The catch
June 1, 2015
June 1, 2015

You know what is to come but you don’t know when it is to come.

There is always that uneasiness attached to not completely knowing everything about something, especially if your life depended on it. Almost everyone has known of it. I mean how could one possibly not? A news that big couldn’t just be contained unless we are in some kind of apocalyptic movie entitled 2012, with the government keeping the world from knowing about doomsday and gigantic ships. Or are we?

There has been recent buzz about a 7.2-magnitude earthquake that could potentially hit the area of Metro Manila and nearby provinces. Truth be told, the news of this potential earthquake is far from fresh. Years back, the so-called Valley Fault System (VFS) has already made its way to public awareness and it is only last May 18 that it resurfaced and brought attention back where it’s due.

With all the news going around and the release of the Valley Fault System Atlas by the Philippine Institute of Volcanology and Seismology (PHIVOLCS), it seems as if everyone is suddenly aware. The usual calls for preparation are made. Predictions from studies are coming out. Even Twitterverse is in the know as #PrayForThePhilippines trended worldwide last May 19.

Sure. People are in the know and there is completely nothing wrong about that. It’s a good thing actually that people are concerned about this—okay, who wouldn’t be? Now that there is information given to the public, is there anything left to know?

Turns out, we are all still left hanging. It’s as simple as taking the 5 W’s into perspective.

What: Potential 7.2-magnitude earthquake
Where: Refer to map
Who: Filipinos
Why: It’s nature, man.
When: Here’s the catch.

To give out invitations to an event without the time indication is absurd. Time is gold, they say. And right now with this “event” at hand, time couldn’t be more golden. The bad news is this piece of gold can not simply be dug up. Anytime is what PHIVOLCS had said. And this “any time” is all that we have. How scary is that?

Speaking of time, PHIVOLCS Director Renato Solidum Jr. said that the West Valley Fault System moves every 400 to 600 years. The last time it moved was way back in 1658, which is roughly 357 years ago. Seeing this in a literal sense may put one into thinking that we still have at least 43 years left to sort things out. However, Solidum added that the WVFS can either move earlier or later than expected. How’s that for a comeback? A 50 percent chance that we get ourselves more time and a 50 percent chance we’re on the verge of an inevitable catastrophe. And no. We don’t get to choose either.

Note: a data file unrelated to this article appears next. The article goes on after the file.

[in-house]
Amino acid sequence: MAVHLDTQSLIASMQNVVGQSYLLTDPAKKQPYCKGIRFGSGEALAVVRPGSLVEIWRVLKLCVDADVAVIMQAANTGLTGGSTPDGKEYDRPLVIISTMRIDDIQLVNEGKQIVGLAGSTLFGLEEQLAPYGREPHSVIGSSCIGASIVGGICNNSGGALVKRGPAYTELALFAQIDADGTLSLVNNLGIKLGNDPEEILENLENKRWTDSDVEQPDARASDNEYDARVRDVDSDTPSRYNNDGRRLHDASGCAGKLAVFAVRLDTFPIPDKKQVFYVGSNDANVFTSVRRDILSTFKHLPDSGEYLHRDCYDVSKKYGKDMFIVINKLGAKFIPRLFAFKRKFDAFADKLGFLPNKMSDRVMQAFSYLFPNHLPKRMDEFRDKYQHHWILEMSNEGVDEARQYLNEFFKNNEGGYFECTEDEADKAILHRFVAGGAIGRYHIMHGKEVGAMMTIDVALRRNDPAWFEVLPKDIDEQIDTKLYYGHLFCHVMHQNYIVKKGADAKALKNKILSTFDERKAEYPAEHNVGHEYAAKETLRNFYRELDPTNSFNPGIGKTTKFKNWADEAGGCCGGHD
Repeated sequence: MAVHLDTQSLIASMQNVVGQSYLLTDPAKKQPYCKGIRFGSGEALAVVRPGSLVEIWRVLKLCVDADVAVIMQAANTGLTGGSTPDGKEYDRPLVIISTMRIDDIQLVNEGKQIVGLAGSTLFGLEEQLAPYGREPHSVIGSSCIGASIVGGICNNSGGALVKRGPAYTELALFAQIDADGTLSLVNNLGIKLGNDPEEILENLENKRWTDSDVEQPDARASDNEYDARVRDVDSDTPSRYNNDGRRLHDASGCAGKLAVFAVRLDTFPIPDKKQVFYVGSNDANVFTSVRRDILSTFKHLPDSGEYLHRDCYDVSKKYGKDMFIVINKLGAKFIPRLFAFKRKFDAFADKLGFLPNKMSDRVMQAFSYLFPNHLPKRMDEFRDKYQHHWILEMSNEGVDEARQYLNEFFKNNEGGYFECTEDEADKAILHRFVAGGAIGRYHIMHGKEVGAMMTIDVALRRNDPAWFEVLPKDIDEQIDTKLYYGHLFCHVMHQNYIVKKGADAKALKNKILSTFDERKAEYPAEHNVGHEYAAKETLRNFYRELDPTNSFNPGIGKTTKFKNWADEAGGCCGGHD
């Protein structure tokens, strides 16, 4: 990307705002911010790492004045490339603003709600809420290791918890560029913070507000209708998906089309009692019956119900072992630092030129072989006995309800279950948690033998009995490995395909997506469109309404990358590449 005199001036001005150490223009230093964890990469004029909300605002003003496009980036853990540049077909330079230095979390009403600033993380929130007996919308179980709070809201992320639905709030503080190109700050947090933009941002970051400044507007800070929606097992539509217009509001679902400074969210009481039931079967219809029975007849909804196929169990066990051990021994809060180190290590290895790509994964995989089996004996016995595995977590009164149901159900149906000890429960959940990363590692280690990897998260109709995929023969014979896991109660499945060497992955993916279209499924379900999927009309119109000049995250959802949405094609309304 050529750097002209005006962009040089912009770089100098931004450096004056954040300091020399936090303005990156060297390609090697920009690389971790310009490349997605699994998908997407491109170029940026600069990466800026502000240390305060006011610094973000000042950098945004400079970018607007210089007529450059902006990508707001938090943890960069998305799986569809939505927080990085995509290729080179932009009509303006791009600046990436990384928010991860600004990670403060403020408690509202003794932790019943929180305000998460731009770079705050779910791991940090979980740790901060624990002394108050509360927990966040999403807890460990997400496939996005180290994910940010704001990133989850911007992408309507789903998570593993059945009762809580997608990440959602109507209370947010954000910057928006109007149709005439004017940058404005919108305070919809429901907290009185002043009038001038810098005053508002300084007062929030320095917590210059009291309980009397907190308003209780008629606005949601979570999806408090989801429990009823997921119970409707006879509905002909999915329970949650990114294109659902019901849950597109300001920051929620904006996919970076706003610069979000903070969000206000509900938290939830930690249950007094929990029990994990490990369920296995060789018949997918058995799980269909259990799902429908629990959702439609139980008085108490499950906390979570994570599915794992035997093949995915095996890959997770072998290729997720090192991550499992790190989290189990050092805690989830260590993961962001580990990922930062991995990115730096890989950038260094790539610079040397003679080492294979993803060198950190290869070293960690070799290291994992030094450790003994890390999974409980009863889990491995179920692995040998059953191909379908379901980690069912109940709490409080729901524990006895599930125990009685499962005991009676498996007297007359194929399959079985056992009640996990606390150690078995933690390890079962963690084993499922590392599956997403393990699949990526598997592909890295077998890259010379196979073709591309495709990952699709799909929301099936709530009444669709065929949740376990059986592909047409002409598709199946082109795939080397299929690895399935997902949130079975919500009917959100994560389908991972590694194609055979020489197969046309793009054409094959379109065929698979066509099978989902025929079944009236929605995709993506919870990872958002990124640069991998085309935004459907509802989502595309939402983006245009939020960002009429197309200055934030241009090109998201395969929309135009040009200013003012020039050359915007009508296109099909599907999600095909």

So how do we deal with the inevitable? How do we deal with a natural occurrence that is bound to cause devastation? What weapons do we have? What can we even do?

For now, given the flaw in the issue, the best we could do is to be aware, vigilant, and prepared.

I was once taught that to be aware is to be a half step closer to solving a problem, and I am very much delighted to say that we have taken a firm step towards this goal. The noise created by the VFS has once died down. But now that its noise is back, I don’t think it would be wise to let our guards down the second time around. People are made aware again, thanks to the efforts of PHIVOLCS and the media.

However, it does not end there. Being simply aware is not enough. We also have to be vigilant. The best weapons we have are ourselves, and we could not afford to put our weapons to waste. By being vigilant, we are not just protecting ourselves. We are also protecting the people around us. And in times of trials and distress, there is nothing stronger than the Filipino’s culture of bayanihan.

Then again, we will never know how prepared we are until tested. Taking all preparation and precautionary measures into account wouldn’t hurt—not a bit. We all have our roles to play. Just like any other problem or adversity we face, the solution starts within ourselves. Preparing ourselves for what’s to come is something that we can add to our arsenal.

Let us not wait for things to go haywire before we let ourselves do what is needed. I invoke everyone to start taking necessary steps as early as now to prepare ourselves for what’s coming. It might not be now. It might not be tomorrow. But one thing is for sure: the catch is a catch. And it is something we should never get caught up with.